Theresa May’sappointment of Boris Johnson as Foreign Secretary took me aback especially coming at a time when in my opinion, the United Kingdom needs to rethink its foreign policy especially on Africa after Brexit.

That the United Kingdom has lost its grip and influence on the continent is not in doubt. For instance, a look at the United Kingdom – Sub-Saharan Africa trade statistics reveals that U.K. exports to the region have dwindled significantly over time from a high of approximately GBP 9.4 billion in 2011 to a low of GBP 5.8 billion in 2015.

Johnson’s open contempt for Africa has time and again manifested itself in his utterances that are documented.

Johnson’s reference to African children as ‘piccaninnies’

In 2002, while criticizing a former U.K. Prime Minister Tony Blair's visit to Africa, Johnson wrote:

“What a relief it must be for Blair to get out of England. It is said that the Queen has come to love the Commonwealth, partly because it supplies her with regular cheering crowds of flag-waving piccaninnies”.

That a leader would pen such disparaging remarks and expect to have meaningful relations with the continent is rather ludicrous. He later apologized, but the fact that the apology came years later and at a time when he was running a campaign to be London’s mayor makes it look suspect. Also, the fact that he’s used the term twice could mean that this wasn’t a random error but rather something he believes.

Boris Johnson’s open support for colonialism

Still in 2002, in supporting colonialism in Uganda, Boris said:

“Left to their own devices, the natives would rely on nothing but the instant carbohydrate gratification of the plantain.”

Any country that was colonized knows the value of freedom. That’s why Independence days are highly regarded holidays.The human rights abuses committed by colonial masters, especially in Africa remain etched in the minds of freedom fighters who lived to tell the tales.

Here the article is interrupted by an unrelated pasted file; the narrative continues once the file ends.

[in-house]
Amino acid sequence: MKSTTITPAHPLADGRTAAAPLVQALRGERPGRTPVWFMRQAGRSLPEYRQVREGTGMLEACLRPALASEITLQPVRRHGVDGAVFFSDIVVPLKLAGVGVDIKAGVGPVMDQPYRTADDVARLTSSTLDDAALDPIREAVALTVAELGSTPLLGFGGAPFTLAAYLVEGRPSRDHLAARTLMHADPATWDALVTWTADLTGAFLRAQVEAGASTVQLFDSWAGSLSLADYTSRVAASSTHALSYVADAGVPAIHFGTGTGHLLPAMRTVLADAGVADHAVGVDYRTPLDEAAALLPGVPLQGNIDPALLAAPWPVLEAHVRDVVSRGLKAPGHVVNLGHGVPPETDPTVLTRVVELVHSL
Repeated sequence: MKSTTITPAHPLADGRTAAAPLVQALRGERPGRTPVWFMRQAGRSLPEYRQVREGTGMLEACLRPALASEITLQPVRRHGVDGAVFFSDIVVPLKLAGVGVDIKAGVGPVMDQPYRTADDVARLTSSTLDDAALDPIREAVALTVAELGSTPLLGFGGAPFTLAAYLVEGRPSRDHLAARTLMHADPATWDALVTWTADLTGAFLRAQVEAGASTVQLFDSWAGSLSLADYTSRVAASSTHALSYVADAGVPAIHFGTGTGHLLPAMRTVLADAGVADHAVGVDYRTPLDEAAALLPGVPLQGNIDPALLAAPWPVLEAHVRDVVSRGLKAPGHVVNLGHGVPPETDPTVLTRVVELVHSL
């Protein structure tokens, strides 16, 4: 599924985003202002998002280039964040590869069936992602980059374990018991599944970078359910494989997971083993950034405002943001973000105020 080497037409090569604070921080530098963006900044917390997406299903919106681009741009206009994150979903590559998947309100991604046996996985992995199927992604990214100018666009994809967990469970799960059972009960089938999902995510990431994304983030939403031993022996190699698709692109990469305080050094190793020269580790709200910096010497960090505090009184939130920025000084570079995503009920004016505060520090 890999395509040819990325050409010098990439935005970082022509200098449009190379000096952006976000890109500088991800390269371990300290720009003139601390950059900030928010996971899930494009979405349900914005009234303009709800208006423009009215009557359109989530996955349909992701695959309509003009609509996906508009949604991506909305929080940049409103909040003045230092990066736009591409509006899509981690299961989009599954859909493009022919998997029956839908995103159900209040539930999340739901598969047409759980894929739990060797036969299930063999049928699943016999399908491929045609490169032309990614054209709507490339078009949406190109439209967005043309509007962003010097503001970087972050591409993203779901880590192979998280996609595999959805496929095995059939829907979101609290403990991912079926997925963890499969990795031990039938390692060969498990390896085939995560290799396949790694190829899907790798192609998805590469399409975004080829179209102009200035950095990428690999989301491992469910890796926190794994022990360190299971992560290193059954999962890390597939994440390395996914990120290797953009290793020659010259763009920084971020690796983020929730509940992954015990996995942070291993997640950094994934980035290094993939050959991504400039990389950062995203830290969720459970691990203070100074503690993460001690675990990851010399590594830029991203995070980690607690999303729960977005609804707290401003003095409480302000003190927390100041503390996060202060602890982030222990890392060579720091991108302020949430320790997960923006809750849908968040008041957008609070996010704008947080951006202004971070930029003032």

In June 2013, the United Kingdom admitted and regretted that human rights abuses were committed against the Mau Mau freedom fighters in Kenya. The U.K. government went on to pay approximately GBP 20 million in compensation.

It would therefore be interesting to see how Mr. Johnson addresses subsequent cases brought against the U.K. by other African countries on the same issue.

Boris Johnson’s reference to Obama as ‘half-Kenyan’

In protesting the decision by the U.S. president to remove a bust of Sir Winston Churchill, Boris said:

“Some said it was a symbol of the part-Kenyan president's ancestral dislike of the British empire - of which Churchill had been such a fervent defender."

All the above three instances point to a man with deep rooted hatred for Africans and unless he adopts a different tone and attitude, engaging with the continent might prove an uphill task.

Times have changed in Africa

The time when developed, western nations interacted with Africa with a patronizing manner are long gone. Africa is open for business. The scales tipped against the West the moment trade partners from the East started warming up to Africa; countries, such as China, India and Japan have boosted their business ties on the continent.

It’s a fact that the United Kingdom will have to play catch up in a continent where they enjoyed a great advantage; China’s onslaught is unstoppable and other countries have their eyes set on Africa. India’s PM, Narendra Modi just concluded his visit to Africa this week where mega trade deals were signed. Last week also saw the continent play host to Israeli PM, Benjamin Netanyahu whose key message was that ‘Israel is coming back to Africa’.

Former U.K. prime minister David Cameron was scheduled to visit Africa, specifically to Kenya in the course off this month that would have strengthened ties further. It remains to be seen what approach Theresa May will adopt on Africa but if Boris Johnson will be the guy to drive the agenda, tough times lie ahead!

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